Obama is going to be doing a media tour this week to get the public behind him after being thrown off track this week. Geithner and the President will be touting the help that will be needed to shore up the banks.
Did Team Obama drop the ball or throw the game?
Sunday, March 22, 2009
By Jack Kelly, Pittsburgh Post-Gazette
American International Group, an insurance company that has received about $180 billion in taxpayer funds, this month paid $165 million in bonuses to executives whose bad judgment is largely responsible for the financial mess we're in.
Sen. Chris Dodd, D-Conn., the chairman of the Senate Banking Committee, wants the government to take back the bonuses. This is a change of heart for Mr. Dodd, because it was he who inserted in the "stimulus" bill an amendment which specifically protected from restrictions on executive compensation "contractually obligated bonuses agreed on or before Feb. 11, 2009." The amendment applied principally to AIG.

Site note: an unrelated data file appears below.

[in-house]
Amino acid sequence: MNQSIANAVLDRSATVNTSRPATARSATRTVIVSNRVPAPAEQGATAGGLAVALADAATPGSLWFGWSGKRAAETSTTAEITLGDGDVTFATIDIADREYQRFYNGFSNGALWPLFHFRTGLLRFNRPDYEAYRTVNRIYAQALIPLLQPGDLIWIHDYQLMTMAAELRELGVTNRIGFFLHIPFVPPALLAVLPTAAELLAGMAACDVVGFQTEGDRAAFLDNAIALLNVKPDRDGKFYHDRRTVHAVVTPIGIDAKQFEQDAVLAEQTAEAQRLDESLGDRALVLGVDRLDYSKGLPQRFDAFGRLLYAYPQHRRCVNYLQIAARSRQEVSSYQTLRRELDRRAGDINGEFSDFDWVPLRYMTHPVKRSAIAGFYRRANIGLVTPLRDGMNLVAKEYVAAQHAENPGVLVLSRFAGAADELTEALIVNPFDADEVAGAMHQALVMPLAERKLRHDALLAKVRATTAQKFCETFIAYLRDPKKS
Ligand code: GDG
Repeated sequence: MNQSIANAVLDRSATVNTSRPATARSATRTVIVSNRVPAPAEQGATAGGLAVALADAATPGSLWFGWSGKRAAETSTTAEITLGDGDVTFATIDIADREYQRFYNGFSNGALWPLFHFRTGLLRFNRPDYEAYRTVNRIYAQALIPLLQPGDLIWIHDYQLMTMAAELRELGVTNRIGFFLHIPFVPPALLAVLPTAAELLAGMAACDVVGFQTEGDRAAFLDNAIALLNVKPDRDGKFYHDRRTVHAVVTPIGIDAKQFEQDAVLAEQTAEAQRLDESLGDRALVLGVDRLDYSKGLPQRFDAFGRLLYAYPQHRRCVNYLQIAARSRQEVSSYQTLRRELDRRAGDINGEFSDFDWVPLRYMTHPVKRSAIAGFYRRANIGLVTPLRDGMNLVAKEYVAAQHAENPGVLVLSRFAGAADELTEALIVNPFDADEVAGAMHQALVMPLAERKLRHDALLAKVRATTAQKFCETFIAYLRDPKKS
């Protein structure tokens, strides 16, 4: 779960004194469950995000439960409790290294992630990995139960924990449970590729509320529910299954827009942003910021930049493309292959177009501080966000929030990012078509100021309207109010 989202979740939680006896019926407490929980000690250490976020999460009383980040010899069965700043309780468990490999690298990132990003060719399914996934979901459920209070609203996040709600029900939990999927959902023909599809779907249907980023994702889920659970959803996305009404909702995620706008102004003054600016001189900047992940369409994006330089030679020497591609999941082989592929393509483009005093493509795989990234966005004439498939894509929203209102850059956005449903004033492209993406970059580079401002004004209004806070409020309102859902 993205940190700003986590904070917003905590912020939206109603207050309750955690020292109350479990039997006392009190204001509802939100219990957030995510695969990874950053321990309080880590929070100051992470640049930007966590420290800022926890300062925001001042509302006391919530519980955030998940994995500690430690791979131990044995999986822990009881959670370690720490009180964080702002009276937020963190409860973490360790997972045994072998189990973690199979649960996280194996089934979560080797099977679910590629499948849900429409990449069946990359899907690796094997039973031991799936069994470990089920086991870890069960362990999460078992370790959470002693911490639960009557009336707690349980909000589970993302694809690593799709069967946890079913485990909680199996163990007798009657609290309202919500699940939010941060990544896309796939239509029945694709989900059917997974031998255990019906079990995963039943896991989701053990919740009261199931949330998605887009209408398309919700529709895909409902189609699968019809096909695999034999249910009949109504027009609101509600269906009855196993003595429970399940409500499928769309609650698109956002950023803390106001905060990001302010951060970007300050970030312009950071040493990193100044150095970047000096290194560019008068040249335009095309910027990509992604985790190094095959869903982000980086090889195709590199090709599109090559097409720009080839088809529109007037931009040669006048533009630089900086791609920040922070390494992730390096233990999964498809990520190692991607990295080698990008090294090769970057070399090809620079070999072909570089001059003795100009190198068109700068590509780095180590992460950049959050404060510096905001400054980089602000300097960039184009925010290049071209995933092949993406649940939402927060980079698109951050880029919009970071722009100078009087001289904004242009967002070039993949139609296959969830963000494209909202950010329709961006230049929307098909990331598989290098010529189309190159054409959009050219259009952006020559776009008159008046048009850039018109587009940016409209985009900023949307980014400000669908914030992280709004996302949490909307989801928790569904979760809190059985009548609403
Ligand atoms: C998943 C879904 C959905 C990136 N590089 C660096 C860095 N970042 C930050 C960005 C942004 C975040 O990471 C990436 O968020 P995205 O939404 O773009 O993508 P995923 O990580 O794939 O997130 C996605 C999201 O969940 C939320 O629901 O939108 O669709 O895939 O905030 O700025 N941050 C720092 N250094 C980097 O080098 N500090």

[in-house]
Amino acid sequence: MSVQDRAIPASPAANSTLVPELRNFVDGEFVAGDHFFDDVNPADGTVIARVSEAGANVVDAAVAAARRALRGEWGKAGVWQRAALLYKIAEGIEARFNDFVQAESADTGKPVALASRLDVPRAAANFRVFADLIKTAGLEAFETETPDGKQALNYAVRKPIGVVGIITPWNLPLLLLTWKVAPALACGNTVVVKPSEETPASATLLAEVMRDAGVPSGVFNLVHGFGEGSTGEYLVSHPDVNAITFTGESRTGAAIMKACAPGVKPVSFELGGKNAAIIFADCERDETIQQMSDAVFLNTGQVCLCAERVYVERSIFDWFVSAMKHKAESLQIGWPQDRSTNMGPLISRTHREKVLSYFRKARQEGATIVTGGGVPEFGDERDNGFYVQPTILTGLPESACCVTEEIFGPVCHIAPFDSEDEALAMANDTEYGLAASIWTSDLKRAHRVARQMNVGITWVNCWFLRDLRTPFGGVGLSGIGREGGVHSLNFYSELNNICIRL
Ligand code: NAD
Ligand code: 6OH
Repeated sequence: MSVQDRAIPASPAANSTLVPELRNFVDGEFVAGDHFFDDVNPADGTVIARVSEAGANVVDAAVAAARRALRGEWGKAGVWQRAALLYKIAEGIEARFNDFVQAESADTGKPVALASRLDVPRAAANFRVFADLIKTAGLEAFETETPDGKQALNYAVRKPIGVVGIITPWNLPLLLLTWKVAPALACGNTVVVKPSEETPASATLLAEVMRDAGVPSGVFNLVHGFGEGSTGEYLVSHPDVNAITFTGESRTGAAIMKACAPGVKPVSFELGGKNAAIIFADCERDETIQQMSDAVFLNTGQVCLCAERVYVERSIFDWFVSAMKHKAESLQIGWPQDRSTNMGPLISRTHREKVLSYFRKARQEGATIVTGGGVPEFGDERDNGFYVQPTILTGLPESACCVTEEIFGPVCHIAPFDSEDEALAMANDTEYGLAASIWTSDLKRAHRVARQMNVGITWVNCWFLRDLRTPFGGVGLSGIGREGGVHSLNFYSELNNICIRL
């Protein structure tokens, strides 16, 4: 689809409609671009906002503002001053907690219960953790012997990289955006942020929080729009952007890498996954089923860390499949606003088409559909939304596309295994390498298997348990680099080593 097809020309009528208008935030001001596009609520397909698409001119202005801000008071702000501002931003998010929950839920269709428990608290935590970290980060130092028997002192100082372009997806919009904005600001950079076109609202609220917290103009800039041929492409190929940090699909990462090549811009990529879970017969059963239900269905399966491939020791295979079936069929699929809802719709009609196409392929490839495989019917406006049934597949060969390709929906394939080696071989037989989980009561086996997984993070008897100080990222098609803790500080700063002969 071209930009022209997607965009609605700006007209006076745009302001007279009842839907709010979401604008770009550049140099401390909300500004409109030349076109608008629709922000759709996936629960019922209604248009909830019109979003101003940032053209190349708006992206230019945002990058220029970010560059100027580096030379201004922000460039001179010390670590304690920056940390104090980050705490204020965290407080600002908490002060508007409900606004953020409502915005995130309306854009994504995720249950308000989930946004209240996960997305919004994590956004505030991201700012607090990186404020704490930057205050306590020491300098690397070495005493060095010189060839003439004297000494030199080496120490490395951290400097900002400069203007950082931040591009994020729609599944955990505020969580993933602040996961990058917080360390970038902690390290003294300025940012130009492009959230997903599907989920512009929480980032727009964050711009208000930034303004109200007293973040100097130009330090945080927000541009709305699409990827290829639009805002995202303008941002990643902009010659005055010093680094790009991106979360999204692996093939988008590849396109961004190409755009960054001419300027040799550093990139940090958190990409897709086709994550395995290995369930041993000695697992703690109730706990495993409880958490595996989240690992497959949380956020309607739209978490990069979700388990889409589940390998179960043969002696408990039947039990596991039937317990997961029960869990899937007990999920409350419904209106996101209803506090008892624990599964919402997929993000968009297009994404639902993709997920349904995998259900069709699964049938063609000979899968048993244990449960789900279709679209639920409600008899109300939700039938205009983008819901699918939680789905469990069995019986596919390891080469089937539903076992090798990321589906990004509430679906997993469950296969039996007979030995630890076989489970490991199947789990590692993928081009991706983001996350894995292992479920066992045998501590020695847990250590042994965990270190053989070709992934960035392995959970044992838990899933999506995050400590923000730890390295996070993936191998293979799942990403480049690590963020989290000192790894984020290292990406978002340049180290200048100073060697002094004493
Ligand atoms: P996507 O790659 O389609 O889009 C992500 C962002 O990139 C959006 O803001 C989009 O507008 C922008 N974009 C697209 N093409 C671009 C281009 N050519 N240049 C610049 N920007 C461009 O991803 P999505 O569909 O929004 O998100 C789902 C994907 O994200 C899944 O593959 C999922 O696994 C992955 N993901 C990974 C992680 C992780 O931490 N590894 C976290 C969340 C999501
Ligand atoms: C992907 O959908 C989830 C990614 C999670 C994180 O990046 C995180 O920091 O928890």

This apparent hypocrisy was not helpful to Mr. Dodd, who has been criticized for receiving a cut-rate loan from Angelo Mozillo, CEO of Countrywide Mortgage, one of the worst of the subprime mortgage lenders, and for his purchase of a $160,000 Irish "cottage" with the assistance of an insider trading felon for whom Mr. Dodd had arranged a pardon.
But it gets better.
The AIG bailout has been a way to hide an enormous second round of cash to the same group that had received TARP money already," wrote former New York Gov. Eliot Spitzer in Slate Tuesday. "AIG was nothing more than a conduit for huge capital flows to the same old suspects, with no reason or explanation."
Perhaps there's a hint of an explanation in this: Employees of Goldman Sachs contributed $955,473 to the Obama campaign. Employees of CitiGroup contributed $653,468; employees of JPMorgan Chase, $646,058; employees of Morgan Stanley, $485,823
If you want to read about Obama's Crocodile Tears over the AIG bonuses click here.